Iraqis in Jordan are here as "temporary guests" of this overburdened country and Jordan, home to Palestinian refugees who comprise 33% of it's population, is already strapped for resources - both financial and natural. Jordan has not received adequet compensation from the US or international community to be able to handle the tremendous influx of Iraqis following the US-led invasion of 2003. Although we cannot blame Jordan for it's unwillingness to make life for Iraqis too comfortable here and we must appreciate it's generosity and sacrifice, we wish that they would loosen the restrictions on Iraqi employment as a temporary measure until Iraqis can return to their homeland once it is safe to do so.
The inability of Iraqi refugees here to obtain legal employment and insufficient funds from the international community to provide them with adequet shelter, food, and medical care put them in the position of becoming criminals if they try to support their families.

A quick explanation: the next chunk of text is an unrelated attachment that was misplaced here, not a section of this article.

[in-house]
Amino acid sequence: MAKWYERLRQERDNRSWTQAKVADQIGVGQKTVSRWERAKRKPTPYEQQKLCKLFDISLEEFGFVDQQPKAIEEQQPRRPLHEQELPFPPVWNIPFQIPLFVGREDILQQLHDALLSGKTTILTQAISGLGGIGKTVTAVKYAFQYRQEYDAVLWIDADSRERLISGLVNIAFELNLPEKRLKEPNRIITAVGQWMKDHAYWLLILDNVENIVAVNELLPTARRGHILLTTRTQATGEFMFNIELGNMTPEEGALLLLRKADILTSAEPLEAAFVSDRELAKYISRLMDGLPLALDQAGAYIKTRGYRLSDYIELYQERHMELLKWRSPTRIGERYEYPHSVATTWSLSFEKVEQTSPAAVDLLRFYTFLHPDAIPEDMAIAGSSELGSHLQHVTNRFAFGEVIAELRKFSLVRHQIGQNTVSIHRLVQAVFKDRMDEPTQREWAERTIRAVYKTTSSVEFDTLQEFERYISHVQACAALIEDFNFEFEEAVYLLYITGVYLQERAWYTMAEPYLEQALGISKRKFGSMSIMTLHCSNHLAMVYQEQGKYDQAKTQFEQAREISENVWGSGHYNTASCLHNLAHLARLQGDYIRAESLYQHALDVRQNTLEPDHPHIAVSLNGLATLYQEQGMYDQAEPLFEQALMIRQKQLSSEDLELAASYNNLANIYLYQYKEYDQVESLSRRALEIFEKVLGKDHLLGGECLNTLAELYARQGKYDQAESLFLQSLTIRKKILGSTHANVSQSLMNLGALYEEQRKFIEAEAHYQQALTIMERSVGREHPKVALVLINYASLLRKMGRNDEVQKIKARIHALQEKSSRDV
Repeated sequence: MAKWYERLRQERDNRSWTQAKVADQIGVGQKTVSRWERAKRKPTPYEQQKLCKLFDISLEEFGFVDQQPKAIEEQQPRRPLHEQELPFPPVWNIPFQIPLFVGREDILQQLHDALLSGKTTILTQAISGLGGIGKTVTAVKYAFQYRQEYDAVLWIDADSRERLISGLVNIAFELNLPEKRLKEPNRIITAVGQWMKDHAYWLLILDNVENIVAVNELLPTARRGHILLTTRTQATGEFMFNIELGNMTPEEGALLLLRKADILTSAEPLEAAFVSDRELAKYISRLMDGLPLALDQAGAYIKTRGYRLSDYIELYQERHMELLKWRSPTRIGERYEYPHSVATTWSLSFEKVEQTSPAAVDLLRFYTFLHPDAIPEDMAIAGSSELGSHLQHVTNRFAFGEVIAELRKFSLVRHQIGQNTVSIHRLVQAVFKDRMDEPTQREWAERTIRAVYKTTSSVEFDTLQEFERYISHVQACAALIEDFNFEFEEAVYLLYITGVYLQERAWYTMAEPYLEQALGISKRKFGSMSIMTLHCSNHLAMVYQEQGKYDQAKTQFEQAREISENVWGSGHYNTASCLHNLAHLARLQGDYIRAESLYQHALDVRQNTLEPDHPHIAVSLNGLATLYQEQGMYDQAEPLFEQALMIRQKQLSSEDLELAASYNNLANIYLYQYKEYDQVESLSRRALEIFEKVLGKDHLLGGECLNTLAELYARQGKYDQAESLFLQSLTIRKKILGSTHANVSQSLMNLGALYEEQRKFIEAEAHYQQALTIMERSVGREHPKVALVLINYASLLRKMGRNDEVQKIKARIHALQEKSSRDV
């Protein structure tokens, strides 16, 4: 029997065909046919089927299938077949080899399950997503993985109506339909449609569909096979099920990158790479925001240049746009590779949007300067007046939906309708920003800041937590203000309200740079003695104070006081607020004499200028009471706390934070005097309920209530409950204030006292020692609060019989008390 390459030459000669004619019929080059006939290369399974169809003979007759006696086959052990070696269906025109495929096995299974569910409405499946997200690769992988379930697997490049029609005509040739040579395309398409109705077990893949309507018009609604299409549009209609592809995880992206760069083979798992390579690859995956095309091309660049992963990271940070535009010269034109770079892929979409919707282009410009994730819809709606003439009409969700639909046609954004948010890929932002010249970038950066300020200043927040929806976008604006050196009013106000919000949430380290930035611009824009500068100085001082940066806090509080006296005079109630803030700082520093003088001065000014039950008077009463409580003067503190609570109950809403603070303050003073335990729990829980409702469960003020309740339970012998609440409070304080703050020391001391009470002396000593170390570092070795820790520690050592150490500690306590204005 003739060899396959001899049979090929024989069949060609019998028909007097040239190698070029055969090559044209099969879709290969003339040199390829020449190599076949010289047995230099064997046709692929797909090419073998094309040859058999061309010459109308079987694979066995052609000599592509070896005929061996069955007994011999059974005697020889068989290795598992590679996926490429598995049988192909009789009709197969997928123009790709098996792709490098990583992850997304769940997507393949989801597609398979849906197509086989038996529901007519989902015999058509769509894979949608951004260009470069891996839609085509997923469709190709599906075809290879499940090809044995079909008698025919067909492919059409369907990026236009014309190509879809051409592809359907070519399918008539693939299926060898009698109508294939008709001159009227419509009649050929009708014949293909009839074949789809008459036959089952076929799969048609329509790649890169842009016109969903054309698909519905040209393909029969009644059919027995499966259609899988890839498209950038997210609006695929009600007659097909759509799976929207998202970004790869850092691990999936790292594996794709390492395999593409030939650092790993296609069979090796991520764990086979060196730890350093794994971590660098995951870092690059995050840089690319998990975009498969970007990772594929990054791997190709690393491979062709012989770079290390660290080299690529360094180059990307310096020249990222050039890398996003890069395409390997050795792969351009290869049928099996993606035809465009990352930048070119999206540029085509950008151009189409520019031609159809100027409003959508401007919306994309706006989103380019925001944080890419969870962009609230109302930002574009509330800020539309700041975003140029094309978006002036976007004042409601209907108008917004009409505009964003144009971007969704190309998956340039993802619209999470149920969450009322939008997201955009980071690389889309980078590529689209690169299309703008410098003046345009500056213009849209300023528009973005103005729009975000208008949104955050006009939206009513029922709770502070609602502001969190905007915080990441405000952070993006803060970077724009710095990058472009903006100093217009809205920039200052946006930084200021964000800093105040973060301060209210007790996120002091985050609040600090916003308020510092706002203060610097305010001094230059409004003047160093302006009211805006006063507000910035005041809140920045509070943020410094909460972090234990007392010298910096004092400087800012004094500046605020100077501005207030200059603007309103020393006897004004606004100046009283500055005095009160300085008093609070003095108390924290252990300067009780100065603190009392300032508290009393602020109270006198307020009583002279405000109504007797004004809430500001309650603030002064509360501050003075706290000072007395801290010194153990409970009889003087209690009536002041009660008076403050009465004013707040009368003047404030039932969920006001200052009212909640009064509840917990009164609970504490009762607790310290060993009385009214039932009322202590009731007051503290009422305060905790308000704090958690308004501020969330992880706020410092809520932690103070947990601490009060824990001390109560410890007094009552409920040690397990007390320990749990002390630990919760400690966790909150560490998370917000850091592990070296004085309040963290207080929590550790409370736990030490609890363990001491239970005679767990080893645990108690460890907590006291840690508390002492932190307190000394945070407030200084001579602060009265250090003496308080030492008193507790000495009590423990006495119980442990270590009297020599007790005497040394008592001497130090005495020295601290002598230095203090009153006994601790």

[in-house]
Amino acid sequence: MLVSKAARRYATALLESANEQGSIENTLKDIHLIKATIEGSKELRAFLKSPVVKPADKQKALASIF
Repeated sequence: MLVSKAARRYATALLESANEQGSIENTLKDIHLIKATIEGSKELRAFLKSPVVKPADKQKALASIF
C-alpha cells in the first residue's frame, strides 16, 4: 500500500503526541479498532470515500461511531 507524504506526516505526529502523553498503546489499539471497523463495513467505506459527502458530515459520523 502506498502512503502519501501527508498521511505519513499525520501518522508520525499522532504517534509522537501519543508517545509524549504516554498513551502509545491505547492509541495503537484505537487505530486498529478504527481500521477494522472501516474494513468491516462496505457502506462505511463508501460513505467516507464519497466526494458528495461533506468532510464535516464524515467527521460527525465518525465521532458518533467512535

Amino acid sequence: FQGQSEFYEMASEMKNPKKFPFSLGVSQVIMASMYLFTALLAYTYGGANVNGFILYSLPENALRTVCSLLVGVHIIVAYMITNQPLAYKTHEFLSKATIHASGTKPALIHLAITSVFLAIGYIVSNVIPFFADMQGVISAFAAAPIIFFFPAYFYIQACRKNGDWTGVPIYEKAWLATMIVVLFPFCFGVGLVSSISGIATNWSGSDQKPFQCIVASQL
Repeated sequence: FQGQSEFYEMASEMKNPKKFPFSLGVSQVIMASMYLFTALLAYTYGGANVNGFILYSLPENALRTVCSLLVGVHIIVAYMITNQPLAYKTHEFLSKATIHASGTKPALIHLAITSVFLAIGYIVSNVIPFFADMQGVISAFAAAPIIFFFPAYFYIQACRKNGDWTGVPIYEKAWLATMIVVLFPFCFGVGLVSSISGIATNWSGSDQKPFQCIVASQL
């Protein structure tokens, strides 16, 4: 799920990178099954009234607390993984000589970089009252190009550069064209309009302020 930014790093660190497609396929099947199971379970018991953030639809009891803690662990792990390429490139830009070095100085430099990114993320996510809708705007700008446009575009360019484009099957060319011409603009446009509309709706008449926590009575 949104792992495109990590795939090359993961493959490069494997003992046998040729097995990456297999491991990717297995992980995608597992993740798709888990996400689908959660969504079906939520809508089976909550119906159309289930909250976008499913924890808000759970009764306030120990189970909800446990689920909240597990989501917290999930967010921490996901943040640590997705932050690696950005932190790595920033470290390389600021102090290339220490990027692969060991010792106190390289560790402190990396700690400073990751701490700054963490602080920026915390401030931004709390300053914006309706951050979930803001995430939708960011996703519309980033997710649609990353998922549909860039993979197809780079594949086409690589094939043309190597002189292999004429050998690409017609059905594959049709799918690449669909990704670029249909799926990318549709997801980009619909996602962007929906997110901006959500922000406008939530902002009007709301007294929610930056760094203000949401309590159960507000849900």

Frequent raids of businesses that will hire Iraqis under-the-table result in imprisonment and possible forced repatriation back into Iraq (a certain death sentence for most) for those who risk work. Forced repatriation separates fathers from their families and leaves vulnerable women to bear the burden of supporting their famiy alone while being under tremendous stress, worrying about the fate of their husbands. Businesses that violate the law and hire Iraqis can be charged substantial fines for hiring them so few are willing to take the risk. Some that do exploit their vulnerable workers, paying them substandard wages and sometimes not paying them at all at the end of a pay period. When this happens, those victimized have no recourse; reporting the abuse to authorities would only get themselves into trouble.